Over the last few decades, mobile devices have become an increasingly popular way of browsing the Internet. As mobile data and wireless access have become more common, more people connect to the Internet via handheld devices than computers. This change in how people use the Internet has also driven a change in how the web works. Traditional web applications typically perform the bulk of their processing on the server. Users connect via a website and click through prompts to access the data or services that they are seeking.
This model doesn’t work as well on mobile phones. Traditional websites designed for computers are a pain to view and navigate on phone screens. While many organizations have deployed mobile-specific websites, smartphone apps have become a more common way to use common services.
With an app, most of the processing is performed on the client device. Instead of requesting and responding to web pages, apps interact with the server via application programming interface (API) functionality. As a result, API security has become an increasingly important component of securing an organization’s web presence.
The API Security Landscape
While many organizations primarily focus their web security efforts on web application security, web API security is becoming more visible to the public. The Open Web Application Security Project (OWASP) is an organization that is best known for their list of the top ten web application security threats. However, in 2019, OWASP announced their intention to begin publishing a top ten list that specifically addresses web API security vulnerabilities.
The creation of a standalone list for web API security threats acknowledges the growing threat of attacks against organizations via their APIs. By 2022, attacks designed to abuse web API functionality are expected to be the leading cause of data breaches within enterprises’ web applications.
APIs are designed to expose the inner functionality of an organization’s web presence in a way that is friendly to smartphone apps, scripts, and other programs. While this is valuable for legitimate users, it benefits attackers as well. Some of the most common threats associated with APIs are the exposure of sensitive data, the risk of communications being intercepted, and Denial of Service (DoS) attacks against back-end systems.
Exposing Sensitive Data
With the transition from web applications and processing being performed on the server to API-based systems and processing on the client comes a change in how state is maintained in web-based applications. Instead of the server tracking the current state of operations, this role is now the job of the client or smartphone app.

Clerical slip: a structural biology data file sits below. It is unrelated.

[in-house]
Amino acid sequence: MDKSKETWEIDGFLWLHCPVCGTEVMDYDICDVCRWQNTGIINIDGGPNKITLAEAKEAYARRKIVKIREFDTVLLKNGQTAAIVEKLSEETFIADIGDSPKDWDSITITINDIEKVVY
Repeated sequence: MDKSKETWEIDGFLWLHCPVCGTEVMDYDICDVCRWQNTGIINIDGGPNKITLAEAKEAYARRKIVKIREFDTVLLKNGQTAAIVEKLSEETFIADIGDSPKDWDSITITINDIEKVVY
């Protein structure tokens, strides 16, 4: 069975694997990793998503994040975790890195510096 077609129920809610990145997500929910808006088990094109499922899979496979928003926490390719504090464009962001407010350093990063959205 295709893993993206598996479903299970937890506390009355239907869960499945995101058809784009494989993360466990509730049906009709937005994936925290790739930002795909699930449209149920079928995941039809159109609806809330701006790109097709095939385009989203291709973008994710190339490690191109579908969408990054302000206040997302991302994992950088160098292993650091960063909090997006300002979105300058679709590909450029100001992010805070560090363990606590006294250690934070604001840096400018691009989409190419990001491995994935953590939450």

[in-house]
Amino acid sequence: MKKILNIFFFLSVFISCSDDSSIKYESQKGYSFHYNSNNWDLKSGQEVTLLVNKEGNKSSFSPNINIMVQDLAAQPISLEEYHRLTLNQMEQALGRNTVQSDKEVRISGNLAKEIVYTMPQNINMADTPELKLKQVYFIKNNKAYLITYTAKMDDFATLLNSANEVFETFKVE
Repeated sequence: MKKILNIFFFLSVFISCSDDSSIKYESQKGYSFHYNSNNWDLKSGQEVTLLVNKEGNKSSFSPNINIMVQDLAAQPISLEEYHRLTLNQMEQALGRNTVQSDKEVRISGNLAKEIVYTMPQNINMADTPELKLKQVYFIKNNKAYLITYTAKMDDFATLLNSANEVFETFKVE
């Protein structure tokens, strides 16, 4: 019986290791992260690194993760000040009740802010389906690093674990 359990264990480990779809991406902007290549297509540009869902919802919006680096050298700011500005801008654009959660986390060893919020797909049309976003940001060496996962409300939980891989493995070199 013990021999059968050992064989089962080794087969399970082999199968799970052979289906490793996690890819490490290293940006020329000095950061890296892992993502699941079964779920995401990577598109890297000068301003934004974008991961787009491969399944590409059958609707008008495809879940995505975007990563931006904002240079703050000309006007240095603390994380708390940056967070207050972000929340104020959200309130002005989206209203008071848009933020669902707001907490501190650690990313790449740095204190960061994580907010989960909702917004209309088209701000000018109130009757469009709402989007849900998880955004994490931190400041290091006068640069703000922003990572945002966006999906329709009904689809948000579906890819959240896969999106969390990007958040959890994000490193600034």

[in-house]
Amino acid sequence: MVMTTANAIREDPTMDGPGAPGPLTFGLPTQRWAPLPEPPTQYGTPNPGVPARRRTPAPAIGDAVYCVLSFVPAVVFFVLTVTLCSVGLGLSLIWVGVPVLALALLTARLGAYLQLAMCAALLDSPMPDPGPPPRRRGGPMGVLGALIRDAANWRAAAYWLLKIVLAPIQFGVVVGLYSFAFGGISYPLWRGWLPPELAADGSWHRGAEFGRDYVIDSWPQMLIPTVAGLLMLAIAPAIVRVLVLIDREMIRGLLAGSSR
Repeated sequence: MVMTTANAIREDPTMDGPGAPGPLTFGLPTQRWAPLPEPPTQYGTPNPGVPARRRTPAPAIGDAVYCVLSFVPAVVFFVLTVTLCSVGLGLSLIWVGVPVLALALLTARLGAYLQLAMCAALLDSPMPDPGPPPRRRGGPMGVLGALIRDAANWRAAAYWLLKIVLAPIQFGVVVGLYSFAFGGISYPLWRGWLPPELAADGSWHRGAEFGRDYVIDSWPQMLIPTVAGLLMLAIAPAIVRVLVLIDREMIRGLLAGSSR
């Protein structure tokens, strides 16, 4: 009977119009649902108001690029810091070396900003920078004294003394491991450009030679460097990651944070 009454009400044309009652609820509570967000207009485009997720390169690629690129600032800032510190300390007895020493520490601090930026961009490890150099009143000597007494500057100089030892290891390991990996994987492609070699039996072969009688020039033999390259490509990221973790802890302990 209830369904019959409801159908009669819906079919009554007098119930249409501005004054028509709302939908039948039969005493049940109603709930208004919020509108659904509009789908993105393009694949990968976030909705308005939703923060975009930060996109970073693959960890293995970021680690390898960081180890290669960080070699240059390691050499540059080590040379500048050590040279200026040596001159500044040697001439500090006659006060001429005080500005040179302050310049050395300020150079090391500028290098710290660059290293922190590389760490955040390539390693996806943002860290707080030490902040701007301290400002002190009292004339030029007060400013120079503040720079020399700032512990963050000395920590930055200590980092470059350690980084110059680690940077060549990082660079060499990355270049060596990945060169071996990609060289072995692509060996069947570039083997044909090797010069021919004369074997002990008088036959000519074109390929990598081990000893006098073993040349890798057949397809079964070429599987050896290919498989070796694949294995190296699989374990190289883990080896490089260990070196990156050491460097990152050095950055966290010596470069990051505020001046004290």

With the client responsible for tracking the current state of operations, it is necessary for the client to keep the server informed of where a user may be in the process. As the client calls various API functions on the server, it may need to pass state information to these functions.
This information is potentially in danger of exposure in this process, depending on how the functionality is implemented. If state data is passed unencrypted in HTTP URLs or similar means, then this information could be visible to an eavesdropper regardless of whether or not TLS is used for encryption of the traffic.
Another risk associated with the use of apps and APIs is the possibility of communications interception. When users are interacting with a web server via the browser, they have a reasonable level of visibility into how communications are being performed. A simple check of the address bar at the top of the browser window reveals whether or not the website is using TLS encryption and if the certificate presented by the site checks out.
With a smartphone application, this same level of visibility is not available to the user. A web application may be making API requests via unencrypted HTTP traffic and/or failing to check certificate validity. Under these circumstances, an attacker may be able to eavesdrop upon and possibly modify communications without the knowledge of the user.
Denial of Service (DoS) Attacks
The intention of a web API is to expose the functionality of an organization’s back-end infrastructure in a way that makes it easier for apps and other programs to interact with it. This is accomplished by providing external users with a set of functions that they can use without going through a web page.
This exposure of functionality via an API can also expose back-end servers to Denial of Service (DoS) attacks. Direct access to the API could allow an attacker to make requests designed to overwhelm the capacity of the server, degrading or destroying accessibility and usability for legitimate users if appropriate throttling and other protection measures are not in place.
Securing the API
Web APIs represent a powerful tool for organizations since they provide a direct connection between external applications and an organization’s back-end systems. This connection can be used to more efficiently perform operations that are common or require significant resources without forcing a user to go through the organization’s web application.
However, web APIs can also represent a significant threat to an organization’s security. An attacker can take advantage of the direct access that an API provides to attack an organization in a variety of different ways. Protecting an organization’s Internet presence and the security of its back-end systems requires deploying an API security solution capable of identifying and blocking common types of attacks against web APIs.